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Back to a Classic Debate: Conversion and Salvation in Ancient Mystery Cults?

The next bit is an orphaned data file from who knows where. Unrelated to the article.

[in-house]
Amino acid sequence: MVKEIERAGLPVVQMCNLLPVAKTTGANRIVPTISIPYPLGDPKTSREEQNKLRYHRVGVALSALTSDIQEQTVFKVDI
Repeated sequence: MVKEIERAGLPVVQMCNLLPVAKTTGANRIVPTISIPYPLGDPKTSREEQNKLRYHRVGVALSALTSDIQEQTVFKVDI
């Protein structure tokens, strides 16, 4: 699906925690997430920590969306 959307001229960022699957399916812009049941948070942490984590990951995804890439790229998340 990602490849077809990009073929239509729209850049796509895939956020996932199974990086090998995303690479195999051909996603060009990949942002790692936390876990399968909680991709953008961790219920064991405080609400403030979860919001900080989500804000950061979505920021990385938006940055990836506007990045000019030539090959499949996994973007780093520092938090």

A. D. Nock’s 1933 classic study continues to set the terms of the debate on the presence of conversion in ancient religion. Even those who question his model still depart from its critical discussion: e. g. Birgitte Bøgh entitled her 2015 study on conversion in mystery cults “Beyond Nock”. Rather than accepting or rejecting the idea of conversion in its entirety, scholars aim to distinguish types of evidence, cults, and epochs in which it can be used. Conversion is never absolute but should be understood in relation to other categories like salvation, literary genres, and individual and collective social identities. Precisely in the field of the mysteries, these more nuanced views, along with the recent approaches from a cognitive perspective that have been applied to specific cults like Eleusis or Mithras, offer a good opportunity to reevaluate the relevance and meanings of conversion in a productive way, in which implicit comparison with Christianity does not hinder some key dimensions of ancient Greek religion.

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